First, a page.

Meanwhile, municipal governments in China are racing to build their own semiconductor industry hubs. The IC design, packaging, and testing, as well as manufacturing activities, used to be concentrated in the area surrounding Shanghai, where SMIC is headquartered. Right now, the Beijing-Tianjin-Hebei area and the Pearl River Delta area also have established their own semiconductor hubs, while the cities such as Wuhan and Hefei in central China are also attracting semiconductor companies to establish fabs there.
In a conference held in Guangzhou recently, Wei Shaojun, a semiconductor industry expert teaching at Tsinghua University said, even though the missing pieces, such as memory manufacturing, are getting fulfilled, China’s semiconductor industry remains big but not strong in terms of global competitiveness.
“Processing used to be the focus of our industrial development, but it is not sustainable,…” said Wei, emphasizing that a “product-centered” transformation is needed for the semiconductor industry in China.
Building up its own semiconductor supply chain
Besides blossoming semiconductor companies in sectors such as foundry, outsourced semiconductor assembly and testing (OSAT), materials (such as silicon wafers and chemicals), and semiconductor processing equipment, China already has its first semiconductor EDA software company. Empyrean Technology has made the headlines of Chinese newspapers by getting the approval of Beijing to go public in Shenzhen, aiming to raise US$381 million from the market. Again, Empyrean is also invested by the Big Funds, with China Electronics, a state-run company, as its largest shareholder (with a shareholding of 26.52%).
Currently, more than 90% of the EDA market was dominated by Cadence Design Systems, Synopsis, and Mentor Graphics, which are all American companies. The EDA market is forecasted to grow at a CAGR of 9% and reach US$13.4 billion by 2026.
Many famous US Think Tanks including the Rhodium Group and Carnegie Endowment have started to pay attention to China’s preparation for a likely “decoupling” from the US. China remains the largest market for semiconductor equipment and chips.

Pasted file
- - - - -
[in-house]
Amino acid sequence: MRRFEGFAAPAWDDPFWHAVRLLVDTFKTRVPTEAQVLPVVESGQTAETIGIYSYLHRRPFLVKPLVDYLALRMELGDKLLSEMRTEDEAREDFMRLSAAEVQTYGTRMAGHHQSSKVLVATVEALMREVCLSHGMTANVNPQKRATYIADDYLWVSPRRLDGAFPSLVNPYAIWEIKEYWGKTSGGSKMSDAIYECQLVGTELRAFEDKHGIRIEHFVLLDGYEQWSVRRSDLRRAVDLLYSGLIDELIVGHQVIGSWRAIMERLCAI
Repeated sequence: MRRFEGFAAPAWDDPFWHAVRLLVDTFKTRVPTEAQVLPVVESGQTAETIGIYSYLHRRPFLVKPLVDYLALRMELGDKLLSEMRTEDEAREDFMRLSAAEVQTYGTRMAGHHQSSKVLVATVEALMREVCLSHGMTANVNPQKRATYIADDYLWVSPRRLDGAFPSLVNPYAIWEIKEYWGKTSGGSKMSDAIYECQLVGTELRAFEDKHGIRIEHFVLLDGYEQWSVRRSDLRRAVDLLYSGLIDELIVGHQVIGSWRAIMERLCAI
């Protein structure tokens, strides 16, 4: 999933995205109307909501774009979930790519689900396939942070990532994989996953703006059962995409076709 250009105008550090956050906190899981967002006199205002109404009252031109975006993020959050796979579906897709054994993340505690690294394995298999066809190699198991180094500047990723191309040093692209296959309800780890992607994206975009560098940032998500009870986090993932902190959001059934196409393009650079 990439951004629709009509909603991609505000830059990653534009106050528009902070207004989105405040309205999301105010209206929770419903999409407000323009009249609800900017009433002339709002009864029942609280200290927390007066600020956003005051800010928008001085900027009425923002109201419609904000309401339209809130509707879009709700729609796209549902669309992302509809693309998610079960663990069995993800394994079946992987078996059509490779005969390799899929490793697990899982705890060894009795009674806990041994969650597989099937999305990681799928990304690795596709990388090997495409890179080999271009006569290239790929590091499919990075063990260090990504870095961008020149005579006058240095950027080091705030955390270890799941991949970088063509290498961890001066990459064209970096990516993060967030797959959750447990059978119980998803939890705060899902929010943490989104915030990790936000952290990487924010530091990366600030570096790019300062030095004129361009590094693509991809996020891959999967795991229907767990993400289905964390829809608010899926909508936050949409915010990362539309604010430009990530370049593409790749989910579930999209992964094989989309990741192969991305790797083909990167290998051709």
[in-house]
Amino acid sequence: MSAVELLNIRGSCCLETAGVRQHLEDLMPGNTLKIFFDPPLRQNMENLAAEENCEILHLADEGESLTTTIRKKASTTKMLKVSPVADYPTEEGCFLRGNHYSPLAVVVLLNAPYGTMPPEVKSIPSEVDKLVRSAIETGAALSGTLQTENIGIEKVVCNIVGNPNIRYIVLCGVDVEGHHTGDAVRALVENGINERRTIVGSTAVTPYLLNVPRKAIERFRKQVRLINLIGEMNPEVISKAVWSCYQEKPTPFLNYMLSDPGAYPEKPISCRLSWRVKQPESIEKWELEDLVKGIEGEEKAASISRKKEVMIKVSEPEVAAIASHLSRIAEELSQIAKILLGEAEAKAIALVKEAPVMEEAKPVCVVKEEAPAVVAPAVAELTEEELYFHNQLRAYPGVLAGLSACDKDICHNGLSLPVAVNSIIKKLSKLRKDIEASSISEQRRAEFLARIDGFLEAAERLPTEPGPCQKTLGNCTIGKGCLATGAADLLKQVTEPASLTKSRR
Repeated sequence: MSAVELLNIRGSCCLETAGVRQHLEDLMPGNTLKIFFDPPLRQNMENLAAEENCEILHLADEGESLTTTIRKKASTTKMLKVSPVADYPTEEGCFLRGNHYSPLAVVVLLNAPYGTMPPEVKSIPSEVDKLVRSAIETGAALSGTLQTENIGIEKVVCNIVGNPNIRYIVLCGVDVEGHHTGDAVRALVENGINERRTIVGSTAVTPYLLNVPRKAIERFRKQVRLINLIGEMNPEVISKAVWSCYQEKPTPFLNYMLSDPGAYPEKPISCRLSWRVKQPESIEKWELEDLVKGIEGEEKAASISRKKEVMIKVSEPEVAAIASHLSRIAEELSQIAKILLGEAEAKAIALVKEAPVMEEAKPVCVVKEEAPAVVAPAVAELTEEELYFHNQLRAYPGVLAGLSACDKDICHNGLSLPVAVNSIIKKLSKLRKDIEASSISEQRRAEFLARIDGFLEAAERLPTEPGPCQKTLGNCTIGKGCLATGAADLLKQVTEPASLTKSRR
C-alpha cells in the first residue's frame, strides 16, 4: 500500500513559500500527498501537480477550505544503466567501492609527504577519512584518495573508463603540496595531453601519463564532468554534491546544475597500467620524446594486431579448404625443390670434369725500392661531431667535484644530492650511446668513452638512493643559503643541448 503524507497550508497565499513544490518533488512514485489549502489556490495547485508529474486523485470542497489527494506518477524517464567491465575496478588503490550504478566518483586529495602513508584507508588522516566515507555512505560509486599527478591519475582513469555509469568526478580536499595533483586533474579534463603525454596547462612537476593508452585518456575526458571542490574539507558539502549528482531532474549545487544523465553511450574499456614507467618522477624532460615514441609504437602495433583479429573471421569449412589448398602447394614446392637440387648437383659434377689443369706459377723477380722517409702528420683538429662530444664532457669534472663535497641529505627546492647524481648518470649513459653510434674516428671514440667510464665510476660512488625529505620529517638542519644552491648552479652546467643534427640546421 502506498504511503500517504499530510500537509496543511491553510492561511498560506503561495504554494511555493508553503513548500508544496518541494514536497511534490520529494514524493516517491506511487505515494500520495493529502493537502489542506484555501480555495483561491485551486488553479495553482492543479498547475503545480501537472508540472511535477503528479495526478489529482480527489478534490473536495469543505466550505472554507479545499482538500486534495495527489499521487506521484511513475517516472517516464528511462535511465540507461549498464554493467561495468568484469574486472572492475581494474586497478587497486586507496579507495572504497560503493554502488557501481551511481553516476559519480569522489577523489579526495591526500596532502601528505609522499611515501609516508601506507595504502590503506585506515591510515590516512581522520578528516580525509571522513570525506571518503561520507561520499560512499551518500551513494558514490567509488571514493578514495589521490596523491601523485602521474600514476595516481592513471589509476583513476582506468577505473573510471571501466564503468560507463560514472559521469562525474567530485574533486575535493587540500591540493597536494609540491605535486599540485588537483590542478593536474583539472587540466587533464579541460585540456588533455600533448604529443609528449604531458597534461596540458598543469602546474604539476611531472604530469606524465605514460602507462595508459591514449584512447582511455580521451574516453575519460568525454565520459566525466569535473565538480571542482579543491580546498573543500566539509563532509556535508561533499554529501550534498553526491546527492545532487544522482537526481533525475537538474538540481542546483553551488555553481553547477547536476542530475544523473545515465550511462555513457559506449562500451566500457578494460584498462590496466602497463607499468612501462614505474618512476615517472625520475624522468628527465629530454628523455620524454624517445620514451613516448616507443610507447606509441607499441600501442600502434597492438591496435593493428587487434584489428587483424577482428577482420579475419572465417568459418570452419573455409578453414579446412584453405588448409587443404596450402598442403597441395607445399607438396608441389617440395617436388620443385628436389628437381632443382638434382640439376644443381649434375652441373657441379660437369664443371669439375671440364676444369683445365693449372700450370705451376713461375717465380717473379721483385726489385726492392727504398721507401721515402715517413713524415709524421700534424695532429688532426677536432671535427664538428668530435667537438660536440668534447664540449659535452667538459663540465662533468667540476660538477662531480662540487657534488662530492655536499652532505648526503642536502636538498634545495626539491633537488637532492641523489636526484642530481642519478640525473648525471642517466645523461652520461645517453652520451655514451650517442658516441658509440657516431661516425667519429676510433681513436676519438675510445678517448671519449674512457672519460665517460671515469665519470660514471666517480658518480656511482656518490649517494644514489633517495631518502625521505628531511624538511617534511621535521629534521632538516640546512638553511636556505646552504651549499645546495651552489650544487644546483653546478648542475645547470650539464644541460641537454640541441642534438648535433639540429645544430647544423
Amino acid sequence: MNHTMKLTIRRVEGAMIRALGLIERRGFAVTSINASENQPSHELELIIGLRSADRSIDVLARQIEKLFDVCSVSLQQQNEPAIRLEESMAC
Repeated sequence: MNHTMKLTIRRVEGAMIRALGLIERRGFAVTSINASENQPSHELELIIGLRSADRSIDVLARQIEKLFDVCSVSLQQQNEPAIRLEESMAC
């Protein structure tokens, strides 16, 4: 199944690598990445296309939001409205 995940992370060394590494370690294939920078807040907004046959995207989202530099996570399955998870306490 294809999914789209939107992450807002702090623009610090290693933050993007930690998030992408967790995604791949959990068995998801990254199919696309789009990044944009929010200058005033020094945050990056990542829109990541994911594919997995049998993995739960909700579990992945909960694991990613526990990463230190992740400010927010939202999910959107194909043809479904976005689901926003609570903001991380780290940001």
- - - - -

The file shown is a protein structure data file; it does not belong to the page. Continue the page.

According to estimates from the US Department of Commerce, if American business with China on semiconductors is cut off completely, it will probably cost between $80~100 billion in sales and 125,000 jobs in the US.
However, judging from the current measures including banning the exports of advanced semiconductor processing node technologies and equipment to China as well as banning specific Chinese enterprises from accessing semiconductor products, the US government’s current policy is more likely to maintain a modest decoupling. Scenario as such would cost US$36 billion in US industry revenues and US$54 billion in production, according to BCG and Rhodium Group estimates.
Although trade data of IC imported by China in the first four months of the year showed a rare decline year-on-year, experts brushed aside speculations about a meaningful structural change in China’s semiconductor demand and supply. “It is more likely due to the pandemic lockdown that disrupted production and logistics,” according to an industry expert quoted by Chinese media.
Despite generous subsidies and investments from the Chinese government and being the largest market for semiconductor products in the world, it would remain tough for China to build up a comprehensive semiconductor supply chain to form a self-sustainable ecosystem, according to industry experts. Lack of semiconductor talents, lagging three generations behind in foundry technologies, US bans on advanced processing equipment, and the gap in quality between locally produced chips and market leader standards, are four main obstacles that have yet to be tackled achieve the goal. Digitimes